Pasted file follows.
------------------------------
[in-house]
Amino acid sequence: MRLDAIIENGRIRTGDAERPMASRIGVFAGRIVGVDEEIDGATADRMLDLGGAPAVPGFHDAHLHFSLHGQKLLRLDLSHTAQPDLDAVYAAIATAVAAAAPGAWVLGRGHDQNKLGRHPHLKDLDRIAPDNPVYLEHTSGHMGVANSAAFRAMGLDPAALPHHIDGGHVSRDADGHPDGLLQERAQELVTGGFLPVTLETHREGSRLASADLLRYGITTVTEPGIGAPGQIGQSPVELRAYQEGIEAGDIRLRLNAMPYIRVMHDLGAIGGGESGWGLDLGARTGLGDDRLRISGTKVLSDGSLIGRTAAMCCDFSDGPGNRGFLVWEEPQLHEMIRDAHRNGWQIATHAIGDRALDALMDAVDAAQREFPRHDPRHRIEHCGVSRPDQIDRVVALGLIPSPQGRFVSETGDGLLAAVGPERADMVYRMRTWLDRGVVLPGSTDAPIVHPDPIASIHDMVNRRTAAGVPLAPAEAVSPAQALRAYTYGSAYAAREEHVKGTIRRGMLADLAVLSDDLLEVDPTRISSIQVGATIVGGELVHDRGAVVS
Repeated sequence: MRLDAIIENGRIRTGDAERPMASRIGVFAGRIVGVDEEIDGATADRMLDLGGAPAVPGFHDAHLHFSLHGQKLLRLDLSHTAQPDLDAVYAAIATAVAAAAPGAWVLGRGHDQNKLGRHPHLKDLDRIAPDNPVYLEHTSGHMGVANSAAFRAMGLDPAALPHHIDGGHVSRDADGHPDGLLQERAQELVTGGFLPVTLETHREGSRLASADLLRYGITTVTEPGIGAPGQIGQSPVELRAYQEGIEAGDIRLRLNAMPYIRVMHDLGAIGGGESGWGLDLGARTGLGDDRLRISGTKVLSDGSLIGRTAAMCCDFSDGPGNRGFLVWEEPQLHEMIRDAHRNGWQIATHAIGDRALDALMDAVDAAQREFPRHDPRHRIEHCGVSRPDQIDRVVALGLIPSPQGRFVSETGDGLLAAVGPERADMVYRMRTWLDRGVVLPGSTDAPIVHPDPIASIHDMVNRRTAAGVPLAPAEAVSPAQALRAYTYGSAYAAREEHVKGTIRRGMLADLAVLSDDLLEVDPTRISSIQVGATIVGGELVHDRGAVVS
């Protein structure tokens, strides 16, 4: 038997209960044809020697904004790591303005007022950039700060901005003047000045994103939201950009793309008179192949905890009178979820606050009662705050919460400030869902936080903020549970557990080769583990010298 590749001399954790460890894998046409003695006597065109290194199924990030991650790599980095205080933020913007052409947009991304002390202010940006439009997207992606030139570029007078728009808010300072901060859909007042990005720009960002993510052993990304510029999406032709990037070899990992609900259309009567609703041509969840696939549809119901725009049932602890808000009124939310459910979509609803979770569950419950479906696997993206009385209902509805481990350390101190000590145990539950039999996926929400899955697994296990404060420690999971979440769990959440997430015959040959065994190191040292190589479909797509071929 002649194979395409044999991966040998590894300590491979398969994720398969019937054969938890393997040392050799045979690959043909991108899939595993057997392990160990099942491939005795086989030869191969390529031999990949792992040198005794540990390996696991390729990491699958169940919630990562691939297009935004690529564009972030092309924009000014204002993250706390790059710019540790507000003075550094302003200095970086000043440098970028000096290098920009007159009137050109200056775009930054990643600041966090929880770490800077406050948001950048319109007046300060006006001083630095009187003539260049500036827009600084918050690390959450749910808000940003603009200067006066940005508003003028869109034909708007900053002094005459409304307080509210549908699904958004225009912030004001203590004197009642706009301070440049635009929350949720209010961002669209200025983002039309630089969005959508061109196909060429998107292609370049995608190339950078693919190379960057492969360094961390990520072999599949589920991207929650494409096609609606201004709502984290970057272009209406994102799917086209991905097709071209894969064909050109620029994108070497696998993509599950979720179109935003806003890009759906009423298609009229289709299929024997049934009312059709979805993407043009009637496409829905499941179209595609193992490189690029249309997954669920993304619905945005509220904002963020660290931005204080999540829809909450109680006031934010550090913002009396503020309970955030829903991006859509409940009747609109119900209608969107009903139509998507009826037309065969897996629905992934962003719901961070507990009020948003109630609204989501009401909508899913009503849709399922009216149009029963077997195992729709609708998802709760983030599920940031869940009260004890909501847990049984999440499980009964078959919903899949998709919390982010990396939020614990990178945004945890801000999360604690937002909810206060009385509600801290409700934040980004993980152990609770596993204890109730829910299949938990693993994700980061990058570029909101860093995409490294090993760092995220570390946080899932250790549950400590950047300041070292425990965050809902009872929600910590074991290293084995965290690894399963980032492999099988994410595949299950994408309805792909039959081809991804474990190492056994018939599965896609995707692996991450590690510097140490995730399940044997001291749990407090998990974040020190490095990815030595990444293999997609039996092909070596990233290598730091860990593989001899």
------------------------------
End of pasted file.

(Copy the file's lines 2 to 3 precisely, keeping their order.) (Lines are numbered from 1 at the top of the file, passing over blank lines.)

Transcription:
Amino acid sequence: MRLDAIIENGRIRTGDAERPMASRIGVFAGRIVGVDEEIDGATADRMLDLGGAPAVPGFHDAHLHFSLHGQKLLRLDLSHTAQPDLDAVYAAIATAVAAAAPGAWVLGRGHDQNKLGRHPHLKDLDRIAPDNPVYLEHTSGHMGVANSAAFRAMGLDPAALPHHIDGGHVSRDADGHPDGLLQERAQELVTGGFLPVTLETHREGSRLASADLLRYGITTVTEPGIGAPGQIGQSPVELRAYQEGIEAGDIRLRLNAMPYIRVMHDLGAIGGGESGWGLDLGARTGLGDDRLRISGTKVLSDGSLIGRTAAMCCDFSDGPGNRGFLVWEEPQLHEMIRDAHRNGWQIATHAIGDRALDALMDAVDAAQREFPRHDPRHRIEHCGVSRPDQIDRVVALGLIPSPQGRFVSETGDGLLAAVGPERADMVYRMRTWLDRGVVLPGSTDAPIVHPDPIASIHDMVNRRTAAGVPLAPAEAVSPAQALRAYTYGSAYAAREEHVKGTIRRGMLADLAVLSDDLLEVDPTRISSIQVGATIVGGELVHDRGAVVS
Repeated sequence: MRLDAIIENGRIRTGDAERPMASRIGVFAGRIVGVDEEIDGATADRMLDLGGAPAVPGFHDAHLHFSLHGQKLLRLDLSHTAQPDLDAVYAAIATAVAAAAPGAWVLGRGHDQNKLGRHPHLKDLDRIAPDNPVYLEHTSGHMGVANSAAFRAMGLDPAALPHHIDGGHVSRDADGHPDGLLQERAQELVTGGFLPVTLETHREGSRLASADLLRYGITTVTEPGIGAPGQIGQSPVELRAYQEGIEAGDIRLRLNAMPYIRVMHDLGAIGGGESGWGLDLGARTGLGDDRLRISGTKVLSDGSLIGRTAAMCCDFSDGPGNRGFLVWEEPQLHEMIRDAHRNGWQIATHAIGDRALDALMDAVDAAQREFPRHDPRHRIEHCGVSRPDQIDRVVALGLIPSPQGRFVSETGDGLLAAVGPERADMVYRMRTWLDRGVVLPGSTDAPIVHPDPIASIHDMVNRRTAAGVPLAPAEAVSPAQALRAYTYGSAYAAREEHVKGTIRRGMLADLAVLSDDLLEVDPTRISSIQVGATIVGGELVHDRGAVVS